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The modern birthstone list has been amended only three times in the past 106 years, so when the American Gem Trade Association (AGTA) and Jewelers of America (JA) announced in 2016 that spinel would be joining peridot as an official birthstone for the month of August, the news surprised jewelers and gem fans alike.
Available in a rainbow of vibrant colors — but best known as a ruby doppelgänger — the spinel presents a beautiful alternative to the yellow-green peridot. Part of the stone's intrigue is that it has been misidentified for so many years. In fact, the International Colored Gemstone Association (ICA) called spinel “the great impostor of gemstone history” because some of the world's most famous “rubies” are actually spinels.
The 170-carat Black Prince Ruby, which is prominently displayed on the Imperial State Crown of England, is actually an irregular cabochon red spinel. The 361-carat Timur Ruby, which was presented by the East India Company to Queen Victoria as a gift in 1851, was later identified as a spinel. And the 398-carat ruby-red gem that tops the Imperial Crown of Russia commissioned by Catherine the Great in 1763 turned out to be... a spinel.
According to the Smithsonian, it wasn’t until 1783 that spinel was recognized as a mineral distinct from corundum (ruby and sapphire). Ruby is composed of aluminum oxide, while spinel is made of magnesium aluminum oxide. Both get their reddish color from impurities of chromium in their chemical structure.
“At certain moments in history, when there is a strong call from gem enthusiasts to expand the list of official birthstones, Jewelers of America believes in recognizing the importance of historically significant gemstones and giving gemstone lovers a choice that suits their preferences,” JA President and CEO David Bonaparte said in 2016.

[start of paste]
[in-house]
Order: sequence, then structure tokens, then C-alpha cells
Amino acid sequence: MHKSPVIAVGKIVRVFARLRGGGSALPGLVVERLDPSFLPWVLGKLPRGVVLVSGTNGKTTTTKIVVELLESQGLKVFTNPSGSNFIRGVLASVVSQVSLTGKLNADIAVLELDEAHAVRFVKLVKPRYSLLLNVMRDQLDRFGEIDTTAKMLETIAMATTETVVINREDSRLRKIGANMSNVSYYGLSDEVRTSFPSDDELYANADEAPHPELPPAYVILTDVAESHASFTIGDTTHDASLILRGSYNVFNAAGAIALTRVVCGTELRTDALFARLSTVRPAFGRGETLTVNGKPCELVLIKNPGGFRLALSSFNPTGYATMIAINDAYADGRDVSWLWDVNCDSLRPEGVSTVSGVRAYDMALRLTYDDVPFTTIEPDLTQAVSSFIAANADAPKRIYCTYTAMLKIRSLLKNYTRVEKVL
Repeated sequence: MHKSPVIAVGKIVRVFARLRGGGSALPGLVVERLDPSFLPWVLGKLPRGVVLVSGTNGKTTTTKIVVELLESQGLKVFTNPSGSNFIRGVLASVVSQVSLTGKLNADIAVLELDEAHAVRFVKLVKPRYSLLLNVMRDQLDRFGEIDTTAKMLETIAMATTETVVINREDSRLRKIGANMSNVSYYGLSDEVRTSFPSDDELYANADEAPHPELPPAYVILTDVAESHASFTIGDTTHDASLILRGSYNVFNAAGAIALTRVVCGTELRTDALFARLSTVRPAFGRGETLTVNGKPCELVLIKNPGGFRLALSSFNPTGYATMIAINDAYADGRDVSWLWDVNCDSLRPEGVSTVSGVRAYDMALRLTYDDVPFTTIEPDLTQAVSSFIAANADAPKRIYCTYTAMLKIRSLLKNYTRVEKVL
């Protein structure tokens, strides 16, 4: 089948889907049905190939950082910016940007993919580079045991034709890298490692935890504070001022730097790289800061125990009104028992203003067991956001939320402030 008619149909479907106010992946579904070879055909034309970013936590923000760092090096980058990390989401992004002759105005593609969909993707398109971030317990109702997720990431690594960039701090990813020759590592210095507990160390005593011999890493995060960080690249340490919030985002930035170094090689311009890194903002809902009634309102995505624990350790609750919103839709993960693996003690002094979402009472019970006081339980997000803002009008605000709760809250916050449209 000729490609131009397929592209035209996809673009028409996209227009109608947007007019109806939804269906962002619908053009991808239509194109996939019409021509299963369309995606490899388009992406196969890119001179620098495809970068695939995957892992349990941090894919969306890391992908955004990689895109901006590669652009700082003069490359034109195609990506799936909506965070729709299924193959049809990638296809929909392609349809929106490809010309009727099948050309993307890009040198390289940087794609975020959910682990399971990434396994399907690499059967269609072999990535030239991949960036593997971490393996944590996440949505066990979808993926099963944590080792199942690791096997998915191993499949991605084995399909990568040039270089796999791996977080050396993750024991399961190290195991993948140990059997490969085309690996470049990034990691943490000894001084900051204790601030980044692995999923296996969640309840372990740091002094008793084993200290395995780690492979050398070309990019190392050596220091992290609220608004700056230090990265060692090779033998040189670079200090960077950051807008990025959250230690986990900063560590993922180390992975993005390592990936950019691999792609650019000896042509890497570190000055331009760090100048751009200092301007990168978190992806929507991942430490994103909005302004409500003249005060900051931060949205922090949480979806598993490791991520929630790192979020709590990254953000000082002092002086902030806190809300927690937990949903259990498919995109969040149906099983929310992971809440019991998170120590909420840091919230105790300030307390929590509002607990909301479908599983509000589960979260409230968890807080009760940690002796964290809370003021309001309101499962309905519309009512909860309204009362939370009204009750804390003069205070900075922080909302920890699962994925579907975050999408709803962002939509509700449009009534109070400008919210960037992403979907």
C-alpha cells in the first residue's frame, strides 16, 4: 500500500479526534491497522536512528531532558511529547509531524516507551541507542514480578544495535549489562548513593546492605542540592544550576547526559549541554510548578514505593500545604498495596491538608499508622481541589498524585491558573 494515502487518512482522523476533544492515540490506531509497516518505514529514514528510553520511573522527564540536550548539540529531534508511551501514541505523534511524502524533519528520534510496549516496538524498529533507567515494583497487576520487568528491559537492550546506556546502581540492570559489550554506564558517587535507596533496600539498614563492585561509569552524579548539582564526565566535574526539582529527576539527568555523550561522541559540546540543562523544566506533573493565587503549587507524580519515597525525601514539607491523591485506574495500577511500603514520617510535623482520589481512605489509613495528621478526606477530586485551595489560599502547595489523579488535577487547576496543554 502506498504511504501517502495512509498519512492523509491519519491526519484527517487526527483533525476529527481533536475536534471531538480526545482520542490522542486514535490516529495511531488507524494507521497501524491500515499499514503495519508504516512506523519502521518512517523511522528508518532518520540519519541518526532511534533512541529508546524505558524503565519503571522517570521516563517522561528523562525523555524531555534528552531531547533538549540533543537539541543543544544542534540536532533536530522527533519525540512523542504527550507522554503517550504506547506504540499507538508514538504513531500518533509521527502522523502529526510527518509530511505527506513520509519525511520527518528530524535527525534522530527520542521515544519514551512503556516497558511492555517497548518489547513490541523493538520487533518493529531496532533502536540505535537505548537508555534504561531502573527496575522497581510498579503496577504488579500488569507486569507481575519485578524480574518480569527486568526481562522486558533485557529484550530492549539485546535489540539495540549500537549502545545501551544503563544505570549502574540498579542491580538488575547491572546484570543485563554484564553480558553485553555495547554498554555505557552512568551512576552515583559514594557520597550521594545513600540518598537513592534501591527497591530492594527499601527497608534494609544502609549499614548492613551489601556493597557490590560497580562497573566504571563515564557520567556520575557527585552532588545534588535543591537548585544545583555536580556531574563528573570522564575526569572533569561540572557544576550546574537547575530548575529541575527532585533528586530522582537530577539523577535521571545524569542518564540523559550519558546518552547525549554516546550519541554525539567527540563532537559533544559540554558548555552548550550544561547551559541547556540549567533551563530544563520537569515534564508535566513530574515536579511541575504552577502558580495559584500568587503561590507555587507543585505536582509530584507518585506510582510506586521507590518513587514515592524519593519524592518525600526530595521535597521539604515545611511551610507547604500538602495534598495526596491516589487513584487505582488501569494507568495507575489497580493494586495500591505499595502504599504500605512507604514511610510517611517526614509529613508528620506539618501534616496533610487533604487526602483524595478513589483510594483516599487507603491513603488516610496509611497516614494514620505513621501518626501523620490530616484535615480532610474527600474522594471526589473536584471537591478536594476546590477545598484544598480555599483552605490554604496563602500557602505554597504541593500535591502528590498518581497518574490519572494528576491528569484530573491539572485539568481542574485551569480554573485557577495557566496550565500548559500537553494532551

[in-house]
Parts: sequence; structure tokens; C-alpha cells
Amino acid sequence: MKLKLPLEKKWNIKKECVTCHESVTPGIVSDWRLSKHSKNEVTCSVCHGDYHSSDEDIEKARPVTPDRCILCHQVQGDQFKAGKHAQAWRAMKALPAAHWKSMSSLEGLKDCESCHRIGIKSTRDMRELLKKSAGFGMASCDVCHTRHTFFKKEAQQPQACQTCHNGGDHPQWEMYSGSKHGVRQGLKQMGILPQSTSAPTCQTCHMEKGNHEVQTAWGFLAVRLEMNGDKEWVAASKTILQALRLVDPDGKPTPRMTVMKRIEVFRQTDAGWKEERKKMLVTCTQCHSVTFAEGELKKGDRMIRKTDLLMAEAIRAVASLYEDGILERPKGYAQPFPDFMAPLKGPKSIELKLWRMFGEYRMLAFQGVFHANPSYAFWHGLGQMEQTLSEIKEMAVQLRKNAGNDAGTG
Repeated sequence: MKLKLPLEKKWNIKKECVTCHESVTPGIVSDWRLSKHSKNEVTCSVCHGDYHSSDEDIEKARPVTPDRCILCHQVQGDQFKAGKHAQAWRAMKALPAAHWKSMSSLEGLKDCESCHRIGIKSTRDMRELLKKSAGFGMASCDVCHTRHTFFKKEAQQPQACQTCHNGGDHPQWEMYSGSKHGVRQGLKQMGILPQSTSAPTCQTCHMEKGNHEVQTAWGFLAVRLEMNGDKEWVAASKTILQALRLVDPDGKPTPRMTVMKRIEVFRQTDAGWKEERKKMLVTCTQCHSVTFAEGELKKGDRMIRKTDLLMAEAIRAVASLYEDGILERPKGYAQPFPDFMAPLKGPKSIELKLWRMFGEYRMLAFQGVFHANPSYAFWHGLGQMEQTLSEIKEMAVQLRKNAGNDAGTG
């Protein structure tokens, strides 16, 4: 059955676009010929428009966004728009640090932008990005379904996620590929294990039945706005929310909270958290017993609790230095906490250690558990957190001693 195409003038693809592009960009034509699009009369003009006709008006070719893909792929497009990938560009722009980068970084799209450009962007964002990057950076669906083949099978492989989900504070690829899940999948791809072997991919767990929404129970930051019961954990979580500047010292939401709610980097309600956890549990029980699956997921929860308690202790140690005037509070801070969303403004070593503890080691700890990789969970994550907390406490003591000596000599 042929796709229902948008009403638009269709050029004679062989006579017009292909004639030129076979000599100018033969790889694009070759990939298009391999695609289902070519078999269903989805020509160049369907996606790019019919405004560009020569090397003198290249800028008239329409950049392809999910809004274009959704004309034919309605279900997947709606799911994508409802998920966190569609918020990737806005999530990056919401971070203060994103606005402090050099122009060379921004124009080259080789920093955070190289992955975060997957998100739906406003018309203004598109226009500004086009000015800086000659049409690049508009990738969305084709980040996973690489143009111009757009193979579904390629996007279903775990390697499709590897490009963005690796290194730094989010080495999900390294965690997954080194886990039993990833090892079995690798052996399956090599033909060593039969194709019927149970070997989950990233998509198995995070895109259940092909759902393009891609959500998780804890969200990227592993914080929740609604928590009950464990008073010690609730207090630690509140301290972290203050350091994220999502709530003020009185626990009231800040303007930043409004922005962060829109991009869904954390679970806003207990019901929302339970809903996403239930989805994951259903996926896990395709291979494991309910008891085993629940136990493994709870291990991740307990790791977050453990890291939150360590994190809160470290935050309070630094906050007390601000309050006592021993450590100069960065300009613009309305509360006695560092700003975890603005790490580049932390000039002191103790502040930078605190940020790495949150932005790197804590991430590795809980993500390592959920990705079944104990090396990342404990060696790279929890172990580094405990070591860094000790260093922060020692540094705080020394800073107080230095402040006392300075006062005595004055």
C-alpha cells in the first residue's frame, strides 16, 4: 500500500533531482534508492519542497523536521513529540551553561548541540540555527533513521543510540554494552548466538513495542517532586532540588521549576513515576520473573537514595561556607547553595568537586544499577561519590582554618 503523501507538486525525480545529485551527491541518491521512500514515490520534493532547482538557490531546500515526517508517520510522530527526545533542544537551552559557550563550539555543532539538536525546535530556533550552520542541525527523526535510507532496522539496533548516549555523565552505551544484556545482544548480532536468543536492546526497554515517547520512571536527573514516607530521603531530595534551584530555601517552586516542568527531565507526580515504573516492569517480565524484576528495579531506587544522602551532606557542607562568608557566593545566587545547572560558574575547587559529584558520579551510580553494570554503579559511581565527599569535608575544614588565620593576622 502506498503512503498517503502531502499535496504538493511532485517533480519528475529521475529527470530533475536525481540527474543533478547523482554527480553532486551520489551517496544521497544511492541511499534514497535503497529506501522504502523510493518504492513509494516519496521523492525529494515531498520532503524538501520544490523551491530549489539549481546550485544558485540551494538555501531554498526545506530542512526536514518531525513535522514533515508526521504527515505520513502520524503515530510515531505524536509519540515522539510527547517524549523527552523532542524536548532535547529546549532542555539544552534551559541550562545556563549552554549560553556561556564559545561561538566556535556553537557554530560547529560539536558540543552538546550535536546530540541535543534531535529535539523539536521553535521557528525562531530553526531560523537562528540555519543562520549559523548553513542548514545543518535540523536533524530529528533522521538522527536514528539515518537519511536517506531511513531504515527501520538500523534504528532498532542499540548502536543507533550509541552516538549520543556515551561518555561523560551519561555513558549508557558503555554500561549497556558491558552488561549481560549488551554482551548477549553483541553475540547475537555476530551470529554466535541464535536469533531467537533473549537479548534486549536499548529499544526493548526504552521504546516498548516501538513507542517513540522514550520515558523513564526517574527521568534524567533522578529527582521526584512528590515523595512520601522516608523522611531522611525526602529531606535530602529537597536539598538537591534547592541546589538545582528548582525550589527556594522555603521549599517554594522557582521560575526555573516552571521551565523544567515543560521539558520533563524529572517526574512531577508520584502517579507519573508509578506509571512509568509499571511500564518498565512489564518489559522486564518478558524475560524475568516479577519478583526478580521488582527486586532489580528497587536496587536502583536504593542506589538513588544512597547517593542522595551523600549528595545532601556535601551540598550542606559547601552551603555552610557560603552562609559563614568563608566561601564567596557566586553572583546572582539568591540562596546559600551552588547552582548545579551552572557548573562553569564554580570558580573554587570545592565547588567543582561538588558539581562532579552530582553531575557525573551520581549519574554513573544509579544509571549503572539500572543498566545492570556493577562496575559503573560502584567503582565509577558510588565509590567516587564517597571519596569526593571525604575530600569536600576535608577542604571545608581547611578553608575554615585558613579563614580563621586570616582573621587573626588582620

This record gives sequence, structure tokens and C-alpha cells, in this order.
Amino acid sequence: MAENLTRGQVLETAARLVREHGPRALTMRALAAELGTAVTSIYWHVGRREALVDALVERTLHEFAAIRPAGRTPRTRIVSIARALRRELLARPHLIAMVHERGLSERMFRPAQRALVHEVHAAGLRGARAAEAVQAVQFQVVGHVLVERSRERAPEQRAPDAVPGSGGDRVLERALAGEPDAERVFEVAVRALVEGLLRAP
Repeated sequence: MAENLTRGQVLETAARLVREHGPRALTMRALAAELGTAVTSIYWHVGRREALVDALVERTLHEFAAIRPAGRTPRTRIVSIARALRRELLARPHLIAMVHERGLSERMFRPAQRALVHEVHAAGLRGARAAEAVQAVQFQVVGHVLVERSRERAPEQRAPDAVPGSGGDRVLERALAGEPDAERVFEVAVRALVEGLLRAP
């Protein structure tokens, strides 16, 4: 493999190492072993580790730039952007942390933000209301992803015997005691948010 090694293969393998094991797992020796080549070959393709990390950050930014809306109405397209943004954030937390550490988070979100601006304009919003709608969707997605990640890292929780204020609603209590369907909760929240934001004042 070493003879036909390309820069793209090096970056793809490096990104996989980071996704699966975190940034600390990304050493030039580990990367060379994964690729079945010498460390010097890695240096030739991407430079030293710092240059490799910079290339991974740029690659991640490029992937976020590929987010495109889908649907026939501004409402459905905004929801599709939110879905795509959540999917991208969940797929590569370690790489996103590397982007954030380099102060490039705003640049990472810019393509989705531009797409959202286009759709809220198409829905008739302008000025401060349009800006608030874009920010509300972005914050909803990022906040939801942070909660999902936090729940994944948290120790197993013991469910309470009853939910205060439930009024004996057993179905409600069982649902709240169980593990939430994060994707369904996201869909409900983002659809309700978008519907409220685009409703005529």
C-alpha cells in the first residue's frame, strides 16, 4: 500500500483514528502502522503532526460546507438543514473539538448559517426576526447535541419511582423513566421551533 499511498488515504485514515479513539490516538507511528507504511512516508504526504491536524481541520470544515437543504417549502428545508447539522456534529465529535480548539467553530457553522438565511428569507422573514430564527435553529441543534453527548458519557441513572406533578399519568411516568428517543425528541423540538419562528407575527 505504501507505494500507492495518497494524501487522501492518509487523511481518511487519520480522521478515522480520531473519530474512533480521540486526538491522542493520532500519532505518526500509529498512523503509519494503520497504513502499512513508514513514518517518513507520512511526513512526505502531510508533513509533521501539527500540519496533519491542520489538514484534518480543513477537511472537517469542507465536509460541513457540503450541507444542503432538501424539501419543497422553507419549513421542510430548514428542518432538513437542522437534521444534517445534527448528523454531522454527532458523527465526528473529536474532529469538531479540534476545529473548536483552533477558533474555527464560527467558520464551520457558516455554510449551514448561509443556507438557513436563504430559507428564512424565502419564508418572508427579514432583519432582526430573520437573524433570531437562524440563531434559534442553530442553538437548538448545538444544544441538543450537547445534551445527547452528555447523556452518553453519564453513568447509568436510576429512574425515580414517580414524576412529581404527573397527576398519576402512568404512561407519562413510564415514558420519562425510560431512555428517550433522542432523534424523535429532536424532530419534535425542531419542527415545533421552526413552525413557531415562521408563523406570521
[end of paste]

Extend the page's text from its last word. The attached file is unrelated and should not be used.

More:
While spinel is best known for its ability to imitate the color of ruby, the gem also comes in soft pastel shades of pink and purple, fiery oranges, and cool hues ranging from powdery gray to intense blue. It is a durable gem with a hardness of 8.0 on the Mohs scale. By comparison, diamond rates a 10 and ruby rates a 9.
Established in 1912 by the American National Retail Jewelers Association (now known as JA), the modern birthstone list was updated in 1952 to add alexandrite (June), citrine (November), tourmaline (October) and zircon (December). The listed was amended again in 2002 when tanzanite joined the group of December birthstones.
Some of the most beautiful spinels — especially the pink, red and orange-red varieties — are found in Myanmar. They’re also sourced from Afghanistan, Brazil, Cambodia, Kenya, Russia, Sri Lanka, Tanzania, Thailand and Vietnam.
Credits: Gem photo by D. Penland/Smithsonian. Imperial State Crown of England by Cyril Davenport (1848 – 1941) [Public domain], via Wikimedia Commons.